FIG. 24 is a top plan view of a rack-and-pinion system for controlling the three cables of the insertion tube of FIG. 23.
FIG. 25 is an isometric view of a gear system for controlling the three cables of the insertion tube of FIG. 23.
FIG. 26 is a cross-sectional view taken along lines 26--26 of FIG. 25.
FIG. 27 is an end view of an insertion tube bending section having the center of the biopsy tubing aligned with the longitudinal center of the insertion tube.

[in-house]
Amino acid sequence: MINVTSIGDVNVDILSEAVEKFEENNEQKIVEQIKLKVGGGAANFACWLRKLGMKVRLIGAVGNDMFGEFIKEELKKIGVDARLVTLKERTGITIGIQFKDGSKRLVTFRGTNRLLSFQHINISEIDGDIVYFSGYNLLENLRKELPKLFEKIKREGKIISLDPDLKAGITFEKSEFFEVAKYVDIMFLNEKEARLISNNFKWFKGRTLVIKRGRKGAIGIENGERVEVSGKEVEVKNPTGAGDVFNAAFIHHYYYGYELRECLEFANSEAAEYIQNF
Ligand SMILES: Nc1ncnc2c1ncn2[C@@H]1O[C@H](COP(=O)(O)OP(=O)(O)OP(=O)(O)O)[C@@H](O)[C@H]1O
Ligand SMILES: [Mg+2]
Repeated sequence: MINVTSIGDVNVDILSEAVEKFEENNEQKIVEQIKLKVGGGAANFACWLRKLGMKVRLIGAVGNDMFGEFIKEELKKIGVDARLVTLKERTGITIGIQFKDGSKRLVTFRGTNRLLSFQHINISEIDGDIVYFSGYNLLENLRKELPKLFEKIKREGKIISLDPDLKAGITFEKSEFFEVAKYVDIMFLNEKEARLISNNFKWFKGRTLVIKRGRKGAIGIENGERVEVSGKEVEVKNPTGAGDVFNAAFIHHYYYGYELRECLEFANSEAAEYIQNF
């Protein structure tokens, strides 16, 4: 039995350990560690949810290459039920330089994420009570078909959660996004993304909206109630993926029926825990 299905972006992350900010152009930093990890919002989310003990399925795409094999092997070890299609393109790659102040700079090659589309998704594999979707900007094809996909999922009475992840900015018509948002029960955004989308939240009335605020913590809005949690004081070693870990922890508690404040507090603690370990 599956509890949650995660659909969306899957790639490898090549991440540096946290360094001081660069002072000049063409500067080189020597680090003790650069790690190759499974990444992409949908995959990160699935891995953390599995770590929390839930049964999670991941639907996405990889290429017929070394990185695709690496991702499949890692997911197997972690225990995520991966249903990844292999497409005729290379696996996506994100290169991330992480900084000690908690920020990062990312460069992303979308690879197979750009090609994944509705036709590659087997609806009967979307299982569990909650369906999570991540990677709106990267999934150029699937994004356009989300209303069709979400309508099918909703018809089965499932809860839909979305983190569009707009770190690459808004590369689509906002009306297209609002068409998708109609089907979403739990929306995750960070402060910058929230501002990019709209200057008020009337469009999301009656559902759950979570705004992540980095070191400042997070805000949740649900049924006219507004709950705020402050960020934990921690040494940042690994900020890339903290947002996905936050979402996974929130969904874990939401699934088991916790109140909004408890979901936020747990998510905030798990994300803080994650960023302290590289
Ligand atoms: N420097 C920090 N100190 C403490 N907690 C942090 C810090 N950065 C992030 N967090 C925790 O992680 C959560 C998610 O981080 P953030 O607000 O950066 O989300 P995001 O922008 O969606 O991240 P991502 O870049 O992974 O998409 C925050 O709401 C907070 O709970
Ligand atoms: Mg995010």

As shown in FIG. 9, an endoscope 40 includes an insertion tube 92 for inserting into the human body and a handle 106 which is held by the operator and remains outside the body. The insertion tube 92 is sufficiently flexible to permit it to travel through the interior of the human body within the selected body channel, such as a blood vessel, the esophagus, the urinary tract, the large intestine and the like. The insertion tube 92 also includes a tip portion 78 which is steerable by the operator. Steering is generally accomplished by moving the tip portion 78 up or down or left or right after the insertion tube has been advanced to the desired location. Steering the tip portion 78 of the insertion tube 92 permits the operator to place the distal end 90 adjacent a selected target, either for viewing through a fiberoptic cable, removing a sample for biopsy purposes, placing a chemical at the selected location or other medical purposes.